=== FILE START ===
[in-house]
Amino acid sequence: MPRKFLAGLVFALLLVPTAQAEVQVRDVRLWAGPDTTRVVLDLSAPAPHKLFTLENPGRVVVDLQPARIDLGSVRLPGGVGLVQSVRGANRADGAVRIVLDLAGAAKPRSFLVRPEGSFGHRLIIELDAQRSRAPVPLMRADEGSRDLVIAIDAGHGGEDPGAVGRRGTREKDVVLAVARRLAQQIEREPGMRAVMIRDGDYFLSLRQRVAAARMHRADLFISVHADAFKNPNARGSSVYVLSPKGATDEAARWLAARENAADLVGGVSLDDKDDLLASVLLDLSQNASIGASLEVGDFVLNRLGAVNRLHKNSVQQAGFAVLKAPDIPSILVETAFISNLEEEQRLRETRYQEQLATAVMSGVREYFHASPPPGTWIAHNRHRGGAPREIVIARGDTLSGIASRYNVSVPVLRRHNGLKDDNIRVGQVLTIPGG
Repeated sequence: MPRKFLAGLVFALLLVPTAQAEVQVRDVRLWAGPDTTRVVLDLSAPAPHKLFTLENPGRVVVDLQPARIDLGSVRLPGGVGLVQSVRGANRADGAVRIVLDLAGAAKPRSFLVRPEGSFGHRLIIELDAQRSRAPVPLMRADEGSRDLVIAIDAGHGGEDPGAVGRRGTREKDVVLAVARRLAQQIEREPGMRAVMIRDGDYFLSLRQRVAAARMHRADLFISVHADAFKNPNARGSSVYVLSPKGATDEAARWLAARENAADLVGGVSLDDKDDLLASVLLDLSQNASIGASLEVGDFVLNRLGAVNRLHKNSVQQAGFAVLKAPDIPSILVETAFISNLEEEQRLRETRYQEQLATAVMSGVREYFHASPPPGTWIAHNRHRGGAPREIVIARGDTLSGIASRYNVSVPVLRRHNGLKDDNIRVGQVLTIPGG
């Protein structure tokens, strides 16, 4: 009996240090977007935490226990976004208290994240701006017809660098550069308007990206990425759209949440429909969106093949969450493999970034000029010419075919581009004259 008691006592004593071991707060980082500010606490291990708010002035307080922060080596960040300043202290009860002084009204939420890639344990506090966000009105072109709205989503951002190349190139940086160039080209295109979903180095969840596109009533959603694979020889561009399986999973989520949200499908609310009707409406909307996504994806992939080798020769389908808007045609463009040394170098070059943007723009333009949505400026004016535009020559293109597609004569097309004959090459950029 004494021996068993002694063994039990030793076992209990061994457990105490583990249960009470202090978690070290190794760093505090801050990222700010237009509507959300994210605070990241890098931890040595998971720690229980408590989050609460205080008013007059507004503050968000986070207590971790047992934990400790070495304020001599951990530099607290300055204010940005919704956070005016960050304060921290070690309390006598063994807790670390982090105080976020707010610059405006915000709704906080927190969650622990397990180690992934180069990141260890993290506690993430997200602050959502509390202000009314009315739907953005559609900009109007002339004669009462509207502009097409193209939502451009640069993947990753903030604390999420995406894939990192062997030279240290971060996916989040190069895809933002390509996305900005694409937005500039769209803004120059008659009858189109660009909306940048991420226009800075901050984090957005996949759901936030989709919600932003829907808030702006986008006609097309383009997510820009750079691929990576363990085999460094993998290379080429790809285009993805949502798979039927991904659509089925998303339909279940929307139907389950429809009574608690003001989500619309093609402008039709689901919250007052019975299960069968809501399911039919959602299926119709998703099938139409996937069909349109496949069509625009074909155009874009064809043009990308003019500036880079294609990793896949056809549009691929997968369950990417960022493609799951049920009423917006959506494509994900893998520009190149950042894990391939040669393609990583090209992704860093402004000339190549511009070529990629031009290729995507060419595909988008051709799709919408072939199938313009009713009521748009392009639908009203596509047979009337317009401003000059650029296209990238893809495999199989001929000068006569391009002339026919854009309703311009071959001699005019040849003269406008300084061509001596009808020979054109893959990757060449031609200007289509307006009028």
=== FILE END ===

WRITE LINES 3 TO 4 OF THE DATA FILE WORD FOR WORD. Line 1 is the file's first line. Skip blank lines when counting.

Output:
Repeated sequence: MPRKFLAGLVFALLLVPTAQAEVQVRDVRLWAGPDTTRVVLDLSAPAPHKLFTLENPGRVVVDLQPARIDLGSVRLPGGVGLVQSVRGANRADGAVRIVLDLAGAAKPRSFLVRPEGSFGHRLIIELDAQRSRAPVPLMRADEGSRDLVIAIDAGHGGEDPGAVGRRGTREKDVVLAVARRLAQQIEREPGMRAVMIRDGDYFLSLRQRVAAARMHRADLFISVHADAFKNPNARGSSVYVLSPKGATDEAARWLAARENAADLVGGVSLDDKDDLLASVLLDLSQNASIGASLEVGDFVLNRLGAVNRLHKNSVQQAGFAVLKAPDIPSILVETAFISNLEEEQRLRETRYQEQLATAVMSGVREYFHASPPPGTWIAHNRHRGGAPREIVIARGDTLSGIASRYNVSVPVLRRHNGLKDDNIRVGQVLTIPGG
């Protein structure tokens, strides 16, 4: 009996240090977007935490226990976004208290994240701006017809660098550069308007990206990425759209949440429909969106093949969450493999970034000029010419075919581009004259 008691006592004593071991707060980082500010606490291990708010002035307080922060080596960040300043202290009860002084009204939420890639344990506090966000009105072109709205989503951002190349190139940086160039080209295109979903180095969840596109009533959603694979020889561009399986999973989520949200499908609310009707409406909307996504994806992939080798020769389908808007045609463009040394170098070059943007723009333009949505400026004016535009020559293109597609004569097309004959090459950029 004494021996068993002694063994039990030793076992209990061994457990105490583990249960009470202090978690070290190794760093505090801050990222700010237009509507959300994210605070990241890098931890040595998971720690229980408590989050609460205080008013007059507004503050968000986070207590971790047992934990400790070495304020001599951990530099607290300055204010940005919704956070005016960050304060921290070690309390006598063994807790670390982090105080976020707010610059405006915000709704906080927190969650622990397990180690992934180069990141260890993290506690993430997200602050959502509390202000009314009315739907953005559609900009109007002339004669009462509207502009097409193209939502451009640069993947990753903030604390999420995406894939990192062997030279240290971060996916989040190069895809933002390509996305900005694409937005500039769209803004120059008659009858189109660009909306940048991420226009800075901050984090957005996949759901936030989709919600932003829907808030702006986008006609097309383009997510820009750079691929990576363990085999460094993998290379080429790809285009993805949502798979039927991904659509089925998303339909279940929307139907389950429809009574608690003001989500619309093609402008039709689901919250007052019975299960069968809501399911039919959602299926119709998703099938139409996937069909349109496949069509625009074909155009874009064809043009990308003019500036880079294609990793896949056809549009691929997968369950990417960022493609799951049920009423917006959506494509994900893998520009190149950042894990391939040669393609990583090209992704860093402004000339190549511009070529990629031009290729995507060419595909988008051709799709919408072939199938313009009713009521748009392009639908009203596509047979009337317009401003000059650029296209990238893809495999199989001929000068006569391009002339026919854009309703311009071959001699005019040849003269406008300084061509001596009808020979054109893959990757060449031609200007289509307006009028």